Bofuri gets a pass on the BS plot armor because having it on the protagonist adds value to the show. It’s also under comedy and fantasy genre where the stakes aren’t that high as SAO. Being able to know why you dislike something and putting it into words separates veteran anime critics from beginner reviewers.

Related Content:

This is the section of the post where you discuss additional elements that make or break a show. The music, animations, technology, and perhaps something related to the production staff that published the works. Related content section can contain both positive and negative reviews.


How would you rate the show? Would you recommend it to whom? What type of audience will it appeal to and not? These are the main questions that ties the post together. You could also put in a few updates you scooped up about updates from the show.

Reviewing is a skill and it takes a while to get used to creating posts that exemplify your own voice while still being competitive about the quality of content you put out. These are just my own guides I use that works for me. It’s also the same guide I use when evaluating someone else’ work on this platform and off the platform.

If you made it this far reading, thank you for your time. This is a creative footer by @adamada. A Hobby Illustrator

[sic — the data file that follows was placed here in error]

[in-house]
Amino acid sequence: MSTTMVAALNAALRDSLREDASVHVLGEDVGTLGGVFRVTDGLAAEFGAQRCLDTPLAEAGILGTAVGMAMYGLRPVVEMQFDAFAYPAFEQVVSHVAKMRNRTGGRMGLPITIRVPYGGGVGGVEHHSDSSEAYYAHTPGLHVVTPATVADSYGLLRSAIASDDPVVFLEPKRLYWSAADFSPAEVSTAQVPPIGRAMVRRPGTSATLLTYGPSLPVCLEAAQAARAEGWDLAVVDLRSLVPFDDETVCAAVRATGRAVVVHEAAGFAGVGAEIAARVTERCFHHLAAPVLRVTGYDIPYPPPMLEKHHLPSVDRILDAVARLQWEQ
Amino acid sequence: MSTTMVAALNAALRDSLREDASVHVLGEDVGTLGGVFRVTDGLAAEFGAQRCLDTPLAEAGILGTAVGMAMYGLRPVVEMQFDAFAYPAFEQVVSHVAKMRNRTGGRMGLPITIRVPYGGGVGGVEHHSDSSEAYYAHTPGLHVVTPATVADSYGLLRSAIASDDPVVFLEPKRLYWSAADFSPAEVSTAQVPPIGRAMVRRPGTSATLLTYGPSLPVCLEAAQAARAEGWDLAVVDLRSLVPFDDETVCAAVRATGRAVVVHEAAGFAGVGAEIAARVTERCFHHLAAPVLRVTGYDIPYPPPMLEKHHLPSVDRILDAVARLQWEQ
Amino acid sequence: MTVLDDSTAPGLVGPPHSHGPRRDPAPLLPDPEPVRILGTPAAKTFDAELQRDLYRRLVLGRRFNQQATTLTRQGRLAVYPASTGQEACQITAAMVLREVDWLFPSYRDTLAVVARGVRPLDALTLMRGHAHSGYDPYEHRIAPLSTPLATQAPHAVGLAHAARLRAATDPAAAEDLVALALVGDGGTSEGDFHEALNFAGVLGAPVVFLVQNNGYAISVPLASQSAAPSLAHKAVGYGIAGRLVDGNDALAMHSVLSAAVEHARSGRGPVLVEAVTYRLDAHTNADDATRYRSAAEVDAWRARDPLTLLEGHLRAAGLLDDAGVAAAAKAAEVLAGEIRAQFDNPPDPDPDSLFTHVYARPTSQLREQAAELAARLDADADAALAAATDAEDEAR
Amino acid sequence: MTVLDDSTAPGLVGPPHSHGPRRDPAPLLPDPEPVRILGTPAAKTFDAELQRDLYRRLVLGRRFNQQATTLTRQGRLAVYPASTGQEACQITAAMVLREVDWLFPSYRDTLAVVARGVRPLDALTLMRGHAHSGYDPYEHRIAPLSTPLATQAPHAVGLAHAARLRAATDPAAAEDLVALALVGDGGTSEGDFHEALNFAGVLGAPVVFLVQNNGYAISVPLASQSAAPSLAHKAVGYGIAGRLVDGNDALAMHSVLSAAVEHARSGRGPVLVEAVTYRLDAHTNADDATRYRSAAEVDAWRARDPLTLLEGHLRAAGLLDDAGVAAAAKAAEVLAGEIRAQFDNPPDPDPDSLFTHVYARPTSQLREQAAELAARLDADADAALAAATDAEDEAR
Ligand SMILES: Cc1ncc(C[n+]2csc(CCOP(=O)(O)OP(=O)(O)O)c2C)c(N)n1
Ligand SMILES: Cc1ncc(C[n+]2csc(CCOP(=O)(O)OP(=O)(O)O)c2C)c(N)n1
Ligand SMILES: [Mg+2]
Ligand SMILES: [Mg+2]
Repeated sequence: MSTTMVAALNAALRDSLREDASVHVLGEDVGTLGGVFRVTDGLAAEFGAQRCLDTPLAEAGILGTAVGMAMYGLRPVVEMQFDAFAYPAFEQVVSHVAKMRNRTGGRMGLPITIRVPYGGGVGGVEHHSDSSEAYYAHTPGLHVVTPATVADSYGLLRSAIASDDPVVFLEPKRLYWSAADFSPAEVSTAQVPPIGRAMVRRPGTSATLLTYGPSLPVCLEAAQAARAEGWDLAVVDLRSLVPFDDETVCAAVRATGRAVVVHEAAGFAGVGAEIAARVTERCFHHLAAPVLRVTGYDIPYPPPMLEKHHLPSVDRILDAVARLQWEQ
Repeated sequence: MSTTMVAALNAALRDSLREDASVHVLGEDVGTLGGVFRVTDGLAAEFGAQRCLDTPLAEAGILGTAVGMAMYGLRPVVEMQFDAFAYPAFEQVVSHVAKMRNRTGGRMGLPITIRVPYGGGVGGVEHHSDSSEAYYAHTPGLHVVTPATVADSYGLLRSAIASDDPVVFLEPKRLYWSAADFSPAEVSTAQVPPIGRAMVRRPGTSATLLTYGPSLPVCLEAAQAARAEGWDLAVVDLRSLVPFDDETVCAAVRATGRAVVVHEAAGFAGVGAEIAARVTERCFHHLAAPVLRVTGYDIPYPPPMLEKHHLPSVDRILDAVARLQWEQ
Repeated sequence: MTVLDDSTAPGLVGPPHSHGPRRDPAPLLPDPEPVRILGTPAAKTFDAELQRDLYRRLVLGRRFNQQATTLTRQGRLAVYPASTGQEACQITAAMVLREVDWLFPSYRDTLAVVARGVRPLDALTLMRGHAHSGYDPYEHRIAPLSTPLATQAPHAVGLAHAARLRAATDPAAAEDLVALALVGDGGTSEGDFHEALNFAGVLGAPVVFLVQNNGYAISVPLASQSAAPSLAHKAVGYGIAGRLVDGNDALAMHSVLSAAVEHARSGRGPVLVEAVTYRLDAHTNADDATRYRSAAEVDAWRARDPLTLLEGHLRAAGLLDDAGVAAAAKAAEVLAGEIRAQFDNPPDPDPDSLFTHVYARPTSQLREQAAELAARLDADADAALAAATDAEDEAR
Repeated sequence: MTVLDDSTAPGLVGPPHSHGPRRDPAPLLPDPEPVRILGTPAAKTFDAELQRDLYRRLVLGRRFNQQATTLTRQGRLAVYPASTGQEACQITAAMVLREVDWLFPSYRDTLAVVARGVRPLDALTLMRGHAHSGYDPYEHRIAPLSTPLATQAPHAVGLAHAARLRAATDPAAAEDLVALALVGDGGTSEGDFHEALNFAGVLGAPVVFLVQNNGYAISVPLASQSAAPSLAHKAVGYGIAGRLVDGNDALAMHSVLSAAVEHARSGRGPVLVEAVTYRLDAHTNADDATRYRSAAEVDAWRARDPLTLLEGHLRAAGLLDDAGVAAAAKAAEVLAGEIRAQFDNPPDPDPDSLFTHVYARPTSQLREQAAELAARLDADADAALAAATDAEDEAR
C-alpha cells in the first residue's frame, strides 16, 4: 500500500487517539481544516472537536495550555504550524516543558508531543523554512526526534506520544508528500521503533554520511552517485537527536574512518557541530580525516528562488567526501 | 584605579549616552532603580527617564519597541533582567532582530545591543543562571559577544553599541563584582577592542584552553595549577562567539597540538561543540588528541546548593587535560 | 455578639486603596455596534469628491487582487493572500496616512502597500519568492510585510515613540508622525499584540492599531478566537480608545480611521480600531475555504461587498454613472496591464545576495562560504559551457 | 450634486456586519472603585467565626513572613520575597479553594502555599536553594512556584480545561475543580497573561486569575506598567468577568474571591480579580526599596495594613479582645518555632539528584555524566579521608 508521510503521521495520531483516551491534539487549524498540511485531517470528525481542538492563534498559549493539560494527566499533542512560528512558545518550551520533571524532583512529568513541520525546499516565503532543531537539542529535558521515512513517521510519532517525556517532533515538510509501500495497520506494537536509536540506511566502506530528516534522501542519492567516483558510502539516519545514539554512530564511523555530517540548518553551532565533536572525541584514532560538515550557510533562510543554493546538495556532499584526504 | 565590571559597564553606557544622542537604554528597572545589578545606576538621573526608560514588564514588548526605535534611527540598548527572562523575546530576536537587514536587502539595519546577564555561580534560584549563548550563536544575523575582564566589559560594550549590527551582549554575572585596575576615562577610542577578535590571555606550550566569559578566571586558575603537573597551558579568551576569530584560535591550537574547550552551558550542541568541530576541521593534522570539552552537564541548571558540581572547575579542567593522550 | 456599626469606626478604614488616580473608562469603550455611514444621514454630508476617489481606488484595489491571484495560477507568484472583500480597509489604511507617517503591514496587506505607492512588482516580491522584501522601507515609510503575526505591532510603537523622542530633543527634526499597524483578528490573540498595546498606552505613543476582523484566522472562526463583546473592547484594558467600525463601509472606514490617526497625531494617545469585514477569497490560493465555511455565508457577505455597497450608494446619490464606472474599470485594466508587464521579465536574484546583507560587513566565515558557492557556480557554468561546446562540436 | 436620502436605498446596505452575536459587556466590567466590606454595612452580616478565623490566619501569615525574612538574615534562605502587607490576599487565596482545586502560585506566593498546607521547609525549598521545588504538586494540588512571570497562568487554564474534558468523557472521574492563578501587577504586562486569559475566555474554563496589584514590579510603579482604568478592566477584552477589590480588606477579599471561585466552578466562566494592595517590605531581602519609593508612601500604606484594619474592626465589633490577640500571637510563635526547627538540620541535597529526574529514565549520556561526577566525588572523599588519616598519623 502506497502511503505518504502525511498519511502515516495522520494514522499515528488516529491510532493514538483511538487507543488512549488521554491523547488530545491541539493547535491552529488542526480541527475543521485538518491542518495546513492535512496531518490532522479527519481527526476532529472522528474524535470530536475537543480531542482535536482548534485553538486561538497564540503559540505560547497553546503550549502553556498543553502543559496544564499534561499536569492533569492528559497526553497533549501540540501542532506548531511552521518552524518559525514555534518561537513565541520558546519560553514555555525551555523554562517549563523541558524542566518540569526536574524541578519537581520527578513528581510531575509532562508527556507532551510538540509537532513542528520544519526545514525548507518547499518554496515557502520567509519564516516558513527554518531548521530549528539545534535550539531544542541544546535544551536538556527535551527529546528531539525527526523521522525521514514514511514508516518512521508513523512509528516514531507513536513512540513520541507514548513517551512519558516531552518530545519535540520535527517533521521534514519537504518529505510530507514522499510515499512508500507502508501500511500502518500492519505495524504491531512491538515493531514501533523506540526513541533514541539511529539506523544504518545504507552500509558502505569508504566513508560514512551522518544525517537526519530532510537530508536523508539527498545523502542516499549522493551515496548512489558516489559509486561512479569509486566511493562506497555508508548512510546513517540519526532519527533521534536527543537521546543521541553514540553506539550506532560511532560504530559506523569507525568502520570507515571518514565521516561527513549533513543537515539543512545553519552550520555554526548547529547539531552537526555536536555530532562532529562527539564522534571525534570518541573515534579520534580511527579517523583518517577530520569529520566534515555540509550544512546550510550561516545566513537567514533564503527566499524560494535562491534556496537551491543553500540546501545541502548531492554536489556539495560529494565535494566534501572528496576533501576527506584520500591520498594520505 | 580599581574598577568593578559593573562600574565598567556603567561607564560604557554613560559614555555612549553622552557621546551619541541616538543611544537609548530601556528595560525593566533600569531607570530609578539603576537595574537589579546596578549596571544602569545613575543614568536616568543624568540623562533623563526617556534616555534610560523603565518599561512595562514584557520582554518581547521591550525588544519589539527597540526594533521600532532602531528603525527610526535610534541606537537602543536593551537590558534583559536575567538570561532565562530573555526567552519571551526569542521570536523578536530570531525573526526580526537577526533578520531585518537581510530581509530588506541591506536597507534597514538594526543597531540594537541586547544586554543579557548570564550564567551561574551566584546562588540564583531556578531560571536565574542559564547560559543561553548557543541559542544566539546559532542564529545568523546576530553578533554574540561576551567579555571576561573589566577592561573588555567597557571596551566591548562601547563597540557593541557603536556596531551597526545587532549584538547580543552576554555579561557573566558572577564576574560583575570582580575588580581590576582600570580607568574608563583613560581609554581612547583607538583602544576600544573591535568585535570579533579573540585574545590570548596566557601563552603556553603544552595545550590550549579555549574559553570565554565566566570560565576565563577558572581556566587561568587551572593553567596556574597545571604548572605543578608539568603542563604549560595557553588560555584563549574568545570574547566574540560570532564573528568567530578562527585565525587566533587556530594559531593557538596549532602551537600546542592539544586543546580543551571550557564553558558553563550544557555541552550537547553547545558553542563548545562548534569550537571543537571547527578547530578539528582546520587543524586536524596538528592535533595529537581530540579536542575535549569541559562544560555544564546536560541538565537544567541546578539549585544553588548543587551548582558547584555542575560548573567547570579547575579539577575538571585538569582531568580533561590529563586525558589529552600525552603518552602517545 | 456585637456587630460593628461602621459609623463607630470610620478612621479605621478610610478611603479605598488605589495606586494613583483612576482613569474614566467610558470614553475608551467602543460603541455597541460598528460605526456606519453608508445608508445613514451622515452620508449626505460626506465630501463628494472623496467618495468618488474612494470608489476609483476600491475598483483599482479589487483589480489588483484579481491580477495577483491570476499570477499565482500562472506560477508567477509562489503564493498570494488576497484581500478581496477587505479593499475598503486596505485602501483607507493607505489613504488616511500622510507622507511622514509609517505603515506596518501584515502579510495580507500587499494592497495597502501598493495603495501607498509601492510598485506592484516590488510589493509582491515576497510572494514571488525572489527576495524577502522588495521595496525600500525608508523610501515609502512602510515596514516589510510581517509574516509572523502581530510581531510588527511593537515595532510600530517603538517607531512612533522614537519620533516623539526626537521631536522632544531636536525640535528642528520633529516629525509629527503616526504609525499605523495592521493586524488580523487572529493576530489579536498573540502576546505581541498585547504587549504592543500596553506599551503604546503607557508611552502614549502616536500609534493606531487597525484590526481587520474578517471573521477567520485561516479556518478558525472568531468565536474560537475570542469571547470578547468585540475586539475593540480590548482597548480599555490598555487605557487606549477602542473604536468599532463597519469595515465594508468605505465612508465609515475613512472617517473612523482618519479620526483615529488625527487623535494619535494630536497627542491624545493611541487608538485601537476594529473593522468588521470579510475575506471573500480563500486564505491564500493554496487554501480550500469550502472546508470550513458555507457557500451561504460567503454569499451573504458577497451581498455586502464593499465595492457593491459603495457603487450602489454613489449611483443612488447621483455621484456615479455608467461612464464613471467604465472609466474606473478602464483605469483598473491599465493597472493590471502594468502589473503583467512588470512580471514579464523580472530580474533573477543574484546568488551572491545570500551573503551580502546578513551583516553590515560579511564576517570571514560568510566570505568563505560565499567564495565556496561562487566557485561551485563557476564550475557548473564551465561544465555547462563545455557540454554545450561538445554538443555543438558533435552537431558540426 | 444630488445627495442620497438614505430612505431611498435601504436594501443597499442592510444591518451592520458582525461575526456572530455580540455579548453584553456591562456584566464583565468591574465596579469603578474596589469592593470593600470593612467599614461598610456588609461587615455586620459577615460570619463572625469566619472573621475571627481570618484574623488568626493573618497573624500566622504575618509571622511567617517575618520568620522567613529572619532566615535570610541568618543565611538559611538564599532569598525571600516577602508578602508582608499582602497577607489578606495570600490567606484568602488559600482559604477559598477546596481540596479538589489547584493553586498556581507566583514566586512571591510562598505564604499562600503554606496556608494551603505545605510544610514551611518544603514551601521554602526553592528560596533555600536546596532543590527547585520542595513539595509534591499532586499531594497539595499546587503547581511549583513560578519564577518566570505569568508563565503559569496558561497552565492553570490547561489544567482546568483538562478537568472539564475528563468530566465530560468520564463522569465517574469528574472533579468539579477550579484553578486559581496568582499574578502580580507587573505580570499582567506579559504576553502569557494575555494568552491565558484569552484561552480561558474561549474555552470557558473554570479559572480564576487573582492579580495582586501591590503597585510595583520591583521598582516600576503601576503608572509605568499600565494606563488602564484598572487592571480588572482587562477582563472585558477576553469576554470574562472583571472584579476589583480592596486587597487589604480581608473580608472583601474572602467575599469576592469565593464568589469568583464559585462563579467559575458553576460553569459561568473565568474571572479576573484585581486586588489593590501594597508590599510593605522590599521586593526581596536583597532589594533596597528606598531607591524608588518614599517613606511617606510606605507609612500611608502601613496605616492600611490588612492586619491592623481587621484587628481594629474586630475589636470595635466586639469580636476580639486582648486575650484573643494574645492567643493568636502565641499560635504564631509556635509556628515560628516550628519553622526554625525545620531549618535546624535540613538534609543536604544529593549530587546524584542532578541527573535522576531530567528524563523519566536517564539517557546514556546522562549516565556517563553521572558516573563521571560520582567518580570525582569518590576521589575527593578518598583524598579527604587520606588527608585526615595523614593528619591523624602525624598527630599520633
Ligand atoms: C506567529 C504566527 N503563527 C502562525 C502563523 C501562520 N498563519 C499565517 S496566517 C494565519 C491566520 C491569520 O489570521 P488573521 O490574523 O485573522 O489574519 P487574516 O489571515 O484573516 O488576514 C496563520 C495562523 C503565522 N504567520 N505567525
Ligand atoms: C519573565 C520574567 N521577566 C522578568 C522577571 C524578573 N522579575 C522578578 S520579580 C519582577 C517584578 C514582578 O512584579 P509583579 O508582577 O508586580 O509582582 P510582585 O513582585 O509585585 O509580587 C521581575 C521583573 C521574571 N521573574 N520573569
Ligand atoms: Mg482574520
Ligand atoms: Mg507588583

Why do the emojis look as if they were made for this content >u<

On a more related note, somehow I follow the same format without knowing about the format? >u< Usually I don't have a lot to say about what makes it bad because I rarely make an actual review. Most of the time it's just me geeking on something I like >u<

Why do the emojis look as if they were made for this content >u<

They weren't. I was going to source some random anime pictures online but those emojis came at a good timing and they're original > copy paste sauce.

On a more related note, somehow I follow the same format without knowing about the format? >u<

You have learned the culture. It's more along the lines of experience doing its work at the back of your head. You know something is right or wrong just by looking because you've seen better and know worse. And the best reviews posted elsewhere follow the same format but have different variations.